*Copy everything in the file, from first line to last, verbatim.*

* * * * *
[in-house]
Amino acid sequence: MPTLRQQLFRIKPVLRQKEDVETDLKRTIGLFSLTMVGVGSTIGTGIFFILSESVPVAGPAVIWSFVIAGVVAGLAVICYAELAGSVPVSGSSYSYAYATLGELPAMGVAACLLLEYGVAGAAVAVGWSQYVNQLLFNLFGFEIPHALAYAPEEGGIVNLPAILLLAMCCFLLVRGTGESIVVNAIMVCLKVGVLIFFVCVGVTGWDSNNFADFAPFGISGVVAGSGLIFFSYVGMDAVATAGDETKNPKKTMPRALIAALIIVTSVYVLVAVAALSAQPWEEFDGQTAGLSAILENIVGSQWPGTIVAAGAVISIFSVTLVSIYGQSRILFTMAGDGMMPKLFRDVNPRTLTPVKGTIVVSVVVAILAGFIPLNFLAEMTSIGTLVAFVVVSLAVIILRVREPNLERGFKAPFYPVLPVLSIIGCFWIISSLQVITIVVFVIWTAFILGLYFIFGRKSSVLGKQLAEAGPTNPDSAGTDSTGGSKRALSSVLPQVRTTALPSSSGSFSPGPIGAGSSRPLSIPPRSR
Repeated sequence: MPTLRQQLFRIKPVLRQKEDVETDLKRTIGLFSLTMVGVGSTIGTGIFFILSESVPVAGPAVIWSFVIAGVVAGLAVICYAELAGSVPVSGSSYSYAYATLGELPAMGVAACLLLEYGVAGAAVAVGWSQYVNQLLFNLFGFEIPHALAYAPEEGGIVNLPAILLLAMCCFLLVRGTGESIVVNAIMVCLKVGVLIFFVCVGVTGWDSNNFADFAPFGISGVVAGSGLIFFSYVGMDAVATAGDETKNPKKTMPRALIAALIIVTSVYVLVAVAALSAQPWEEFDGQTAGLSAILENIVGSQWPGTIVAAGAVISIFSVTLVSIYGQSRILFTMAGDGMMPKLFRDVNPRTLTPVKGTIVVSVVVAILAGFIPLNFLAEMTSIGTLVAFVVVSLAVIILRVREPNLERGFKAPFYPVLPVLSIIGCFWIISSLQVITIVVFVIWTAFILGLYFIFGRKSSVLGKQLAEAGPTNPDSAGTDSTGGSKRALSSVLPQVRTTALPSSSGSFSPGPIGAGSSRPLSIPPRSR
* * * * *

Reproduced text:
[in-house]
Amino acid sequence: MPTLRQQLFRIKPVLRQKEDVETDLKRTIGLFSLTMVGVGSTIGTGIFFILSESVPVAGPAVIWSFVIAGVVAGLAVICYAELAGSVPVSGSSYSYAYATLGELPAMGVAACLLLEYGVAGAAVAVGWSQYVNQLLFNLFGFEIPHALAYAPEEGGIVNLPAILLLAMCCFLLVRGTGESIVVNAIMVCLKVGVLIFFVCVGVTGWDSNNFADFAPFGISGVVAGSGLIFFSYVGMDAVATAGDETKNPKKTMPRALIAALIIVTSVYVLVAVAALSAQPWEEFDGQTAGLSAILENIVGSQWPGTIVAAGAVISIFSVTLVSIYGQSRILFTMAGDGMMPKLFRDVNPRTLTPVKGTIVVSVVVAILAGFIPLNFLAEMTSIGTLVAFVVVSLAVIILRVREPNLERGFKAPFYPVLPVLSIIGCFWIISSLQVITIVVFVIWTAFILGLYFIFGRKSSVLGKQLAEAGPTNPDSAGTDSTGGSKRALSSVLPQVRTTALPSSSGSFSPGPIGAGSSRPLSIPPRSR
Repeated sequence: MPTLRQQLFRIKPVLRQKEDVETDLKRTIGLFSLTMVGVGSTIGTGIFFILSESVPVAGPAVIWSFVIAGVVAGLAVICYAELAGSVPVSGSSYSYAYATLGELPAMGVAACLLLEYGVAGAAVAVGWSQYVNQLLFNLFGFEIPHALAYAPEEGGIVNLPAILLLAMCCFLLVRGTGESIVVNAIMVCLKVGVLIFFVCVGVTGWDSNNFADFAPFGISGVVAGSGLIFFSYVGMDAVATAGDETKNPKKTMPRALIAALIIVTSVYVLVAVAALSAQPWEEFDGQTAGLSAILENIVGSQWPGTIVAAGAVISIFSVTLVSIYGQSRILFTMAGDGMMPKLFRDVNPRTLTPVKGTIVVSVVVAILAGFIPLNFLAEMTSIGTLVAFVVVSLAVIILRVREPNLERGFKAPFYPVLPVLSIIGCFWIISSLQVITIVVFVIWTAFILGLYFIFGRKSSVLGKQLAEAGPTNPDSAGTDSTGGSKRALSSVLPQVRTTALPSSSGSFSPGPIGAGSSRPLSIPPRSR